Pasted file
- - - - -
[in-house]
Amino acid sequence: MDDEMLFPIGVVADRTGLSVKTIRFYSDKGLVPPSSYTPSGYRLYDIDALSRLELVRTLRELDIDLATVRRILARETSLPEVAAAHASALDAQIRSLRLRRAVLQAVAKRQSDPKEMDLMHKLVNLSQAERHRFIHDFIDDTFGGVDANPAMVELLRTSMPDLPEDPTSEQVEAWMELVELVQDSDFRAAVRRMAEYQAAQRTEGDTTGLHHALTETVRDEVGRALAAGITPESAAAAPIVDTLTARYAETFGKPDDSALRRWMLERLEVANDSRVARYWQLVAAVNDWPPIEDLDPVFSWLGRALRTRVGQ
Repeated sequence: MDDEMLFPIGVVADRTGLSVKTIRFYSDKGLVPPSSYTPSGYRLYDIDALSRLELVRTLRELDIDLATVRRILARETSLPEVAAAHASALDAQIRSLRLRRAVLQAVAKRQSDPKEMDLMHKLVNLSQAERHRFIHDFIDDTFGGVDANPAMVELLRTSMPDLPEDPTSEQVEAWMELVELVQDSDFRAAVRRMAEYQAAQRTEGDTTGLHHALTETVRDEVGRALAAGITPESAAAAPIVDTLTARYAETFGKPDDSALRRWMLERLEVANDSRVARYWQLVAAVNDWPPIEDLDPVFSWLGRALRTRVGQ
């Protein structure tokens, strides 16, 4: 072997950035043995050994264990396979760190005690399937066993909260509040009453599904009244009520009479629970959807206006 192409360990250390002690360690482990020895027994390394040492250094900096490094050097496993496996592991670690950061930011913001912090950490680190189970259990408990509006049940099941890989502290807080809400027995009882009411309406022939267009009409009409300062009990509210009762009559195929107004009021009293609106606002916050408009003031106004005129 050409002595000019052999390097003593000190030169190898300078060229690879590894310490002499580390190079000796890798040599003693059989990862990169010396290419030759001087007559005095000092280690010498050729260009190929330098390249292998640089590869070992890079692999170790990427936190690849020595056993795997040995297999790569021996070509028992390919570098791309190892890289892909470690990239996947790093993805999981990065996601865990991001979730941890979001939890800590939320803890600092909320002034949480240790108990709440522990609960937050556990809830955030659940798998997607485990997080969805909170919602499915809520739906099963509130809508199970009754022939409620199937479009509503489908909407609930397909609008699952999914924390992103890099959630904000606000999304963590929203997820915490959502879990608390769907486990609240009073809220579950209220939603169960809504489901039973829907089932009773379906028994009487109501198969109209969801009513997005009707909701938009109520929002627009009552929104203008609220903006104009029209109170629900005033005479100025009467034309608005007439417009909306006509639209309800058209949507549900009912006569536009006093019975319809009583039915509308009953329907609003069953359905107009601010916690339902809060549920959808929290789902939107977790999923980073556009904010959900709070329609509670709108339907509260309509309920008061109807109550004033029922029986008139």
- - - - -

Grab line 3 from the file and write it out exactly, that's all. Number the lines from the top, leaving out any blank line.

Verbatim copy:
Repeated sequence: MDDEMLFPIGVVADRTGLSVKTIRFYSDKGLVPPSSYTPSGYRLYDIDALSRLELVRTLRELDIDLATVRRILARETSLPEVAAAHASALDAQIRSLRLRRAVLQAVAKRQSDPKEMDLMHKLVNLSQAERHRFIHDFIDDTFGGVDANPAMVELLRTSMPDLPEDPTSEQVEAWMELVELVQDSDFRAAVRRMAEYQAAQRTEGDTTGLHHALTETVRDEVGRALAAGITPESAAAAPIVDTLTARYAETFGKPDDSALRRWMLERLEVANDSRVARYWQLVAAVNDWPPIEDLDPVFSWLGRALRTRVGQ